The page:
Paradise, Purgatory and Hellhole: a history of Pyrmont and Ultimo

Early Pyrmont

A pure and unadulterated spring
Detail of aquatint, 'Panorama of Port Jackson....' by Major James Taylor, 1824. In 1806 John Macarthur brought a boatload of ladies and gentlemen from Cockle Bay for a picnic. One of the ladies remarked that the natural beauty of the peninsula reminded her of a spa in Germany, Bad Pyrmont.

Originally bought by John Macarthur in 1799 for a gallon of rum, the deep-water access and proximity to the city meant the land was soon subdivided.

Australia's first steam-powered mill was established in Darling Harbour in 1815. Wharves, warehouses and factories quickly followed. The northern end of the peninsula had a history quite distinct from Harris's Ultimo which remained farming land well into the 1800s.

The last refuge of the wretched or a place of ferny gullies?
Photograph of Anna Maria Bunn, 1884 (the year she died). Reproduced courtesy of the Bunn family.Few accounts survive of Pyrmont's early years, however the suburb was home to the colony's first female novelist, Anna Maria Bunn (1799–1884). Author of The guardian: a tale by an Australian (1838) she was married to Captain George Bunn. They built Newstead House (also known as Bunn Cottage) on the peninsula.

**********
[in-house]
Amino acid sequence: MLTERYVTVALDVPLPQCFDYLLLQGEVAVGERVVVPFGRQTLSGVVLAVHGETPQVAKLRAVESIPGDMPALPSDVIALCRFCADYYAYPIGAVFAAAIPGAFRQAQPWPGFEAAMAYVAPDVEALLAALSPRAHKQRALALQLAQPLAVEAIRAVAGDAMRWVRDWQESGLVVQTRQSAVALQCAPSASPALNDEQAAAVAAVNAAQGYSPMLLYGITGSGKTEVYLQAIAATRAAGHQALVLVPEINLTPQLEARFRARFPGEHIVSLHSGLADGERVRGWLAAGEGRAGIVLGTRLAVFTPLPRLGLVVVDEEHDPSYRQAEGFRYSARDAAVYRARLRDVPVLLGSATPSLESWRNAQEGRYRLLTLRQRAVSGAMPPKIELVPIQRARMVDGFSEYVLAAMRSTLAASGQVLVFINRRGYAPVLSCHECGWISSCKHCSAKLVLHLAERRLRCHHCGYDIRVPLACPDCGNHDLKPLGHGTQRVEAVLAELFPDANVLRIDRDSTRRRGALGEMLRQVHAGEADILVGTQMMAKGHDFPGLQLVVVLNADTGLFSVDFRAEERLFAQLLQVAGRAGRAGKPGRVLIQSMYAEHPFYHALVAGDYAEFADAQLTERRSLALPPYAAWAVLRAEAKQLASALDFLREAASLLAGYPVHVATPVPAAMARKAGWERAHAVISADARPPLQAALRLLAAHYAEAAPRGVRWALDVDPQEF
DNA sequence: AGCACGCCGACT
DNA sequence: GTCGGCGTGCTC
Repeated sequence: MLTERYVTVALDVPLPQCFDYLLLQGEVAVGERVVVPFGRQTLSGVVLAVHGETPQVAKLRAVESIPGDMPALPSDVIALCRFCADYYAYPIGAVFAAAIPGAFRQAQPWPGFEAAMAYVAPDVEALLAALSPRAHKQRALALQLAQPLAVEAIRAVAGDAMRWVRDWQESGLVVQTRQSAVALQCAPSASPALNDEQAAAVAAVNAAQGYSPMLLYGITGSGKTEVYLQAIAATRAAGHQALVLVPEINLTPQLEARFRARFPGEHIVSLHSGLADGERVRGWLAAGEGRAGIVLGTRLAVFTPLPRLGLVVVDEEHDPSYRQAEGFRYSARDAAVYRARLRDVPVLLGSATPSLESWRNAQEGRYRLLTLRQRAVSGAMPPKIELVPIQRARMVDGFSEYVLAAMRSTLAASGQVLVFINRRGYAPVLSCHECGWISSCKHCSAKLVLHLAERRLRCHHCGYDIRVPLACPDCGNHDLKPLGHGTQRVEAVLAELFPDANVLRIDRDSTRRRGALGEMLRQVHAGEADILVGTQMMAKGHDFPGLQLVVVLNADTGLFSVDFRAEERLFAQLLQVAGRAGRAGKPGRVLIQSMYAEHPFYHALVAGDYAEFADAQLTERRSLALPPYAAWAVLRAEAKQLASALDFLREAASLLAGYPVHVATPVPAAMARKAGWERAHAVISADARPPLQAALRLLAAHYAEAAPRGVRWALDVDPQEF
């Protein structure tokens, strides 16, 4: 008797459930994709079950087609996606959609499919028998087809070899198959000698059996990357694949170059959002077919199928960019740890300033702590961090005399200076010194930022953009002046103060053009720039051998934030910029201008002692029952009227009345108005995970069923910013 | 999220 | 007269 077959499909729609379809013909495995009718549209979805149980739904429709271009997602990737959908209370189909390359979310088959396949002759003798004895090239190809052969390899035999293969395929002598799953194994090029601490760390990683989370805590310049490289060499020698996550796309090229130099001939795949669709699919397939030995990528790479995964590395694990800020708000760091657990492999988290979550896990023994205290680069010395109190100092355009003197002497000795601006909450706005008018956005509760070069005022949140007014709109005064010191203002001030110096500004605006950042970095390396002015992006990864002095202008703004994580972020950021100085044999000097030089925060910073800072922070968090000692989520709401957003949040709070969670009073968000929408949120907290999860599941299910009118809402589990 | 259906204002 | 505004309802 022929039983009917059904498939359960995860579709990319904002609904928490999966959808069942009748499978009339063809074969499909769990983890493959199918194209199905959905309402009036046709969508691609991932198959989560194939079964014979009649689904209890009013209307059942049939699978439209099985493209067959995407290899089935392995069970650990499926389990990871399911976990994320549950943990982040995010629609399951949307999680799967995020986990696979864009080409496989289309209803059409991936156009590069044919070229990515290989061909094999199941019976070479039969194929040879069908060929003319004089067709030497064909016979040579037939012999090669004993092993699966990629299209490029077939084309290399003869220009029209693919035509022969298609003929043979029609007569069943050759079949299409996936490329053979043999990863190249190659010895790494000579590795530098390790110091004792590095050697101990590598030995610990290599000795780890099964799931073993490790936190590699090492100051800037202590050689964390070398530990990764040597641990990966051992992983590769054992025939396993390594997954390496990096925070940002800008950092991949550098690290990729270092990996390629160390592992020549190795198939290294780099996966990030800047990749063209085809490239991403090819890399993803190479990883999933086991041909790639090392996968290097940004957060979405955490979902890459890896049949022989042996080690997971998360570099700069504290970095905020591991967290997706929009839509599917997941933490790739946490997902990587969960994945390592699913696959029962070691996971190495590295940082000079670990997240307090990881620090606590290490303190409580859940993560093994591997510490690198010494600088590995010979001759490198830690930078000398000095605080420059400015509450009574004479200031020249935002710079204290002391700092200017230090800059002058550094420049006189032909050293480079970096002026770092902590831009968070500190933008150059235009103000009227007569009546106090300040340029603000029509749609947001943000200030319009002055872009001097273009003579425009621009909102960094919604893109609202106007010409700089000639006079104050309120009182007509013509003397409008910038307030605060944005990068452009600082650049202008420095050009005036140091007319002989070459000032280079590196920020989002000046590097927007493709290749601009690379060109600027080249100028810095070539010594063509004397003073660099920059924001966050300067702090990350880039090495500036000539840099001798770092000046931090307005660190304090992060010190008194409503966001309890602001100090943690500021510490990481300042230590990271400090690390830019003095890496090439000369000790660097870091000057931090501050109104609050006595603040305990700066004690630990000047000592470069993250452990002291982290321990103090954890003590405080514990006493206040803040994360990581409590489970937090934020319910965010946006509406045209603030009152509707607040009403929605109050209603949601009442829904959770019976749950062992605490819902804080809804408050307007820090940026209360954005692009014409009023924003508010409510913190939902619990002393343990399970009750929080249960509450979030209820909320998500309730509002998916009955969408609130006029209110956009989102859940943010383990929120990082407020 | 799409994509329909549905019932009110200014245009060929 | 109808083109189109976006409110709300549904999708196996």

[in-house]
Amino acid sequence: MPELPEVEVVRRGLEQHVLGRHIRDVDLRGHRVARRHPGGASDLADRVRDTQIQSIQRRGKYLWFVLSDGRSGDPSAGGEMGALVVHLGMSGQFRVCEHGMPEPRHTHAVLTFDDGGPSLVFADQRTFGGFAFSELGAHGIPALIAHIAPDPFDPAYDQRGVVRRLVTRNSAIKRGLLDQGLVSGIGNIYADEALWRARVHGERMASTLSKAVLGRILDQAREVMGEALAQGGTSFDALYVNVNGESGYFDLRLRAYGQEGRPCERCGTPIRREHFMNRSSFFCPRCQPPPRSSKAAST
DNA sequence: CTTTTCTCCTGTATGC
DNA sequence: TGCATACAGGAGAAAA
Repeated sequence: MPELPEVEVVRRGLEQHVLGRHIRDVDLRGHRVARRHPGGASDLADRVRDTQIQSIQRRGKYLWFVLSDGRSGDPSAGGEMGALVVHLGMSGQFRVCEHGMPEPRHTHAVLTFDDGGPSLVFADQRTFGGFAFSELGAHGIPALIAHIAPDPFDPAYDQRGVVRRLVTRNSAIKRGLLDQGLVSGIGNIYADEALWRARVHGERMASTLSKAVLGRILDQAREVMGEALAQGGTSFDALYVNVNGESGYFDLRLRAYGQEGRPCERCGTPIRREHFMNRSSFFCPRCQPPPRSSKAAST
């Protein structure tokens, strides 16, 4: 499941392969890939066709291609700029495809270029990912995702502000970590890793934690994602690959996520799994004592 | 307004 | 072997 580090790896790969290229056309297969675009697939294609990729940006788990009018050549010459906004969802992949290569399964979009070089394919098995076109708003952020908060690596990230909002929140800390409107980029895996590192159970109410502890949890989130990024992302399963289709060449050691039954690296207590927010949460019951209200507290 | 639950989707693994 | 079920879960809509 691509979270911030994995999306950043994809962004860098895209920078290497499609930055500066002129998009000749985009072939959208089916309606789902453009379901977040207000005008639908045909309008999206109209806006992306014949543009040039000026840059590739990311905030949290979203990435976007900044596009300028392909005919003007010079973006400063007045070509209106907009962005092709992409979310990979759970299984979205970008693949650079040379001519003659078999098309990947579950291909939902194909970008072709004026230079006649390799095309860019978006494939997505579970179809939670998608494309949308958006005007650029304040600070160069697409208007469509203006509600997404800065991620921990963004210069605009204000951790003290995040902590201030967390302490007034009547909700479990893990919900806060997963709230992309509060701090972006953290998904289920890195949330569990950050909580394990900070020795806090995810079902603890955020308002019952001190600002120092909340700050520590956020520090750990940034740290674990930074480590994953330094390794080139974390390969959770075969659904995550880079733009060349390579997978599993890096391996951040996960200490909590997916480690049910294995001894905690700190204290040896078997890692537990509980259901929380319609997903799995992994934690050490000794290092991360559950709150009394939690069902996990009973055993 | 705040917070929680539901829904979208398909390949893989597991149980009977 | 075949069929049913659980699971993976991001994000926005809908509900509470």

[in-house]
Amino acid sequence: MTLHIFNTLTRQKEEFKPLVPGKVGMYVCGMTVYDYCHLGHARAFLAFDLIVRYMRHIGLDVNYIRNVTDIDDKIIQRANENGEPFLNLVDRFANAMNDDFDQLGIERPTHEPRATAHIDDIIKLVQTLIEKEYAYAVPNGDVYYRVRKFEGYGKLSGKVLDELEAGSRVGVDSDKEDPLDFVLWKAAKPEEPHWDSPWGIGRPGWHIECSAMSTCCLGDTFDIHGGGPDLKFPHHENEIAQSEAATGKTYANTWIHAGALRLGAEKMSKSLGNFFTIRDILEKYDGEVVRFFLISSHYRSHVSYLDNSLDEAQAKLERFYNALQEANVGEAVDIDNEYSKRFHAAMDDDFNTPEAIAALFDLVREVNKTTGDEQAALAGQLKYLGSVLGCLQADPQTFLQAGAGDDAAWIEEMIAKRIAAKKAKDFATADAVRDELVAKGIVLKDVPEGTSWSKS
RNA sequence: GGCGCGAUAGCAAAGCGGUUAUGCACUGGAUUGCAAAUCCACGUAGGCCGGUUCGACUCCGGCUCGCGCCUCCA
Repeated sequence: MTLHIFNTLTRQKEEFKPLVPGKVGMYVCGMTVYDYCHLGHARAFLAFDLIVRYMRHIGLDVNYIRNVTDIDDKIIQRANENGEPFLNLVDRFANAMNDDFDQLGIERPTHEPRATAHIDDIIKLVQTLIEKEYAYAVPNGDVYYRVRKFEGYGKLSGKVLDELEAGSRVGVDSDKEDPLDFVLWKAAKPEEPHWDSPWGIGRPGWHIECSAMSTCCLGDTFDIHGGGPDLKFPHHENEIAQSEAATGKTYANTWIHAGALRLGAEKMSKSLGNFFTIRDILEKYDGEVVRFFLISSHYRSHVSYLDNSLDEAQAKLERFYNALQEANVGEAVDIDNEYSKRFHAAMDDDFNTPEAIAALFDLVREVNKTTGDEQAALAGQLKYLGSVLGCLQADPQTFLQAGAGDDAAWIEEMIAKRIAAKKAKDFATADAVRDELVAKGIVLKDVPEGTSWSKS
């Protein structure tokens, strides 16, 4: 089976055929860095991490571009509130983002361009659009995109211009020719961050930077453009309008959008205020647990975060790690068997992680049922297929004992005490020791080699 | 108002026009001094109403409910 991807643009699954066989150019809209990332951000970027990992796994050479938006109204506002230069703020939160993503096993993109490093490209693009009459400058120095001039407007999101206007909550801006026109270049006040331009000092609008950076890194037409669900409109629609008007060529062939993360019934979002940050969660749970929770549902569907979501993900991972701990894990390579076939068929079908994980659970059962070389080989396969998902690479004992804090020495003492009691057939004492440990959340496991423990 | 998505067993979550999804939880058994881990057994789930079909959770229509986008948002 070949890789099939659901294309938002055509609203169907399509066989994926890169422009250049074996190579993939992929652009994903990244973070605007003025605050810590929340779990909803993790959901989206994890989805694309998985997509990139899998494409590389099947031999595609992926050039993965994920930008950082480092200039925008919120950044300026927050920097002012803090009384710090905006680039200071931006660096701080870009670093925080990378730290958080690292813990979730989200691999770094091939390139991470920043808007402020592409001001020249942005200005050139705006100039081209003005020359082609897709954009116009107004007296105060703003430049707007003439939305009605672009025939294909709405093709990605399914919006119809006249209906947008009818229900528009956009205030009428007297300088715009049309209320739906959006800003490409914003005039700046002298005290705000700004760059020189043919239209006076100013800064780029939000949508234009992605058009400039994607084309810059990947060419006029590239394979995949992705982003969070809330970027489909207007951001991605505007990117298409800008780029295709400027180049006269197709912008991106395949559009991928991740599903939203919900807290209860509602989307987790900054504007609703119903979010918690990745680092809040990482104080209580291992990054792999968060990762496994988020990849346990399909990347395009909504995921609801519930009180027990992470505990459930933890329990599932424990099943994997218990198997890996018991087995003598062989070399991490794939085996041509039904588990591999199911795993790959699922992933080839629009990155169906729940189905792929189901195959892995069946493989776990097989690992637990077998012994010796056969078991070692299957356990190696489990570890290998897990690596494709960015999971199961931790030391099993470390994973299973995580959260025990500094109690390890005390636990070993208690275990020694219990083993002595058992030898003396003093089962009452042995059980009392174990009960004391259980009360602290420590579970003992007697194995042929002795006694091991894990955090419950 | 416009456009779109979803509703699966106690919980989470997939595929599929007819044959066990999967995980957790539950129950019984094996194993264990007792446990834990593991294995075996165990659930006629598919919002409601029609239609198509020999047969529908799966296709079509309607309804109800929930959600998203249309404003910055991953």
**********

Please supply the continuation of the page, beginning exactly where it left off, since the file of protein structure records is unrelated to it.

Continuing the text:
Photograph, taken from Sydney, showing Newstead House at the upper right.Although she did not write specifically about Pyrmont, her protagonist's misgivings about leaving Ireland for Australia suggest she may have been unimpressed by her surroundings, having described New South Wales as 'the last refuge of the wretched'.

This contrasts with an earlier description of the area as being a 'place of ferny gullies and many creeks. Birds abounded there, such parrots as you have ever seen and cascades of rock lilies on what seemed ruined villages of outcropping sandstone'.